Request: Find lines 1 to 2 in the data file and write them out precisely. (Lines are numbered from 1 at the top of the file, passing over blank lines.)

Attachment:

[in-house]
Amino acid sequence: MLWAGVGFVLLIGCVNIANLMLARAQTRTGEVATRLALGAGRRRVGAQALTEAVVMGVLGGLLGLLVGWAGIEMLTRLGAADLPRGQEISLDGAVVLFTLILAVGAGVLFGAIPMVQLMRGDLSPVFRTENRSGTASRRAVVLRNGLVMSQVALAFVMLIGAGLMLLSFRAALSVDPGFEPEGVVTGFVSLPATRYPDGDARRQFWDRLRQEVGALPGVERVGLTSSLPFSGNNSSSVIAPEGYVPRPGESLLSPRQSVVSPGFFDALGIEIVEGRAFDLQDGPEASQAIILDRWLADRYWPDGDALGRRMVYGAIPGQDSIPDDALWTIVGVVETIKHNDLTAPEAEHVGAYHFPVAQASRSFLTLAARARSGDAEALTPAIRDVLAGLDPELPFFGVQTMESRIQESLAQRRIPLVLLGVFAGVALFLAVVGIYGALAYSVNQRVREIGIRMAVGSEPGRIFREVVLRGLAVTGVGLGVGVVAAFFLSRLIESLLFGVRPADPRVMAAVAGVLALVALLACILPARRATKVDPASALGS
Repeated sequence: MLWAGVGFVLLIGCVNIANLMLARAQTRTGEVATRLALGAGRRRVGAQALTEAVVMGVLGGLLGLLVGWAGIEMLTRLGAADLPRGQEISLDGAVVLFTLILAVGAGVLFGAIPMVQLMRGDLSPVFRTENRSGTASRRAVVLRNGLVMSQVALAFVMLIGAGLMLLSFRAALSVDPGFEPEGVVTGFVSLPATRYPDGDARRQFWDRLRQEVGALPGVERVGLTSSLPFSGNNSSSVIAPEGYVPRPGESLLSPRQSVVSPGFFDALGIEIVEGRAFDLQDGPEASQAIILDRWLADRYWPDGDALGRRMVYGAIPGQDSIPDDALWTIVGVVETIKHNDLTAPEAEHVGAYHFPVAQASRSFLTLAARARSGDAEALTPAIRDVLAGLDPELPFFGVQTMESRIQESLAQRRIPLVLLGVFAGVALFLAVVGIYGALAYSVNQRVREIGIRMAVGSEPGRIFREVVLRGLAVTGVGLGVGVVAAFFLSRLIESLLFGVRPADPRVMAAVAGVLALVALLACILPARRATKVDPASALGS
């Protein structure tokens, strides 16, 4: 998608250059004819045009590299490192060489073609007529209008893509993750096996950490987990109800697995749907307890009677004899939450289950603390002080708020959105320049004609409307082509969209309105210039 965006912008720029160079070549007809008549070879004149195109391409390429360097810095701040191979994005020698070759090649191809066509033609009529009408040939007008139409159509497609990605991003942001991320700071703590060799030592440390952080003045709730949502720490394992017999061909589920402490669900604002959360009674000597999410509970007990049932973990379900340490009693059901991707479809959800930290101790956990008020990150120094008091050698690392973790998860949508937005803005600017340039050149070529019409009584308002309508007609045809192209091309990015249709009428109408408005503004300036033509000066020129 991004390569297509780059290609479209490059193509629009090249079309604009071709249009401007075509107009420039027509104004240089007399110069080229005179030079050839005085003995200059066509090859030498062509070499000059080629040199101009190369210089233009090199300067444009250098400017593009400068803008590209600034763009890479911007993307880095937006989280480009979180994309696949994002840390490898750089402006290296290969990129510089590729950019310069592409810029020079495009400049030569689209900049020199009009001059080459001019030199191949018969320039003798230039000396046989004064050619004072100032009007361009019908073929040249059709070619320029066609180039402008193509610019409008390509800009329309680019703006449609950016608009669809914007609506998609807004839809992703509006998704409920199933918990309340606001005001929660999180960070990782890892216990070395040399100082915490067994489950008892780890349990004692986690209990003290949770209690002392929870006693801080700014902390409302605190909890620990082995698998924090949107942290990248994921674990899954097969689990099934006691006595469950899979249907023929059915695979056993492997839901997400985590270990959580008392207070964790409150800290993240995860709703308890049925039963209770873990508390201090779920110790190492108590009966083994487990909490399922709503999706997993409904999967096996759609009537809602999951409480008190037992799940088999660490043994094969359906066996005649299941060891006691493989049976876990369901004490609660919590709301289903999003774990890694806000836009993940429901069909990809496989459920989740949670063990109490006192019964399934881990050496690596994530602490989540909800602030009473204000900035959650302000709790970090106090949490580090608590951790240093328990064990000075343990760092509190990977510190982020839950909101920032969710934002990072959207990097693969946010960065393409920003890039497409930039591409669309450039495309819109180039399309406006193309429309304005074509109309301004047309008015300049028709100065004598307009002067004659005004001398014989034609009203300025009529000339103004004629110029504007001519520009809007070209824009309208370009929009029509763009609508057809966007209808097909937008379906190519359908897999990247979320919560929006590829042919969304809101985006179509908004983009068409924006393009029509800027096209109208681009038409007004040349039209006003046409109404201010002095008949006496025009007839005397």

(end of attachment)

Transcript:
[in-house]
Amino acid sequence: MLWAGVGFVLLIGCVNIANLMLARAQTRTGEVATRLALGAGRRRVGAQALTEAVVMGVLGGLLGLLVGWAGIEMLTRLGAADLPRGQEISLDGAVVLFTLILAVGAGVLFGAIPMVQLMRGDLSPVFRTENRSGTASRRAVVLRNGLVMSQVALAFVMLIGAGLMLLSFRAALSVDPGFEPEGVVTGFVSLPATRYPDGDARRQFWDRLRQEVGALPGVERVGLTSSLPFSGNNSSSVIAPEGYVPRPGESLLSPRQSVVSPGFFDALGIEIVEGRAFDLQDGPEASQAIILDRWLADRYWPDGDALGRRMVYGAIPGQDSIPDDALWTIVGVVETIKHNDLTAPEAEHVGAYHFPVAQASRSFLTLAARARSGDAEALTPAIRDVLAGLDPELPFFGVQTMESRIQESLAQRRIPLVLLGVFAGVALFLAVVGIYGALAYSVNQRVREIGIRMAVGSEPGRIFREVVLRGLAVTGVGLGVGVVAAFFLSRLIESLLFGVRPADPRVMAAVAGVLALVALLACILPARRATKVDPASALGS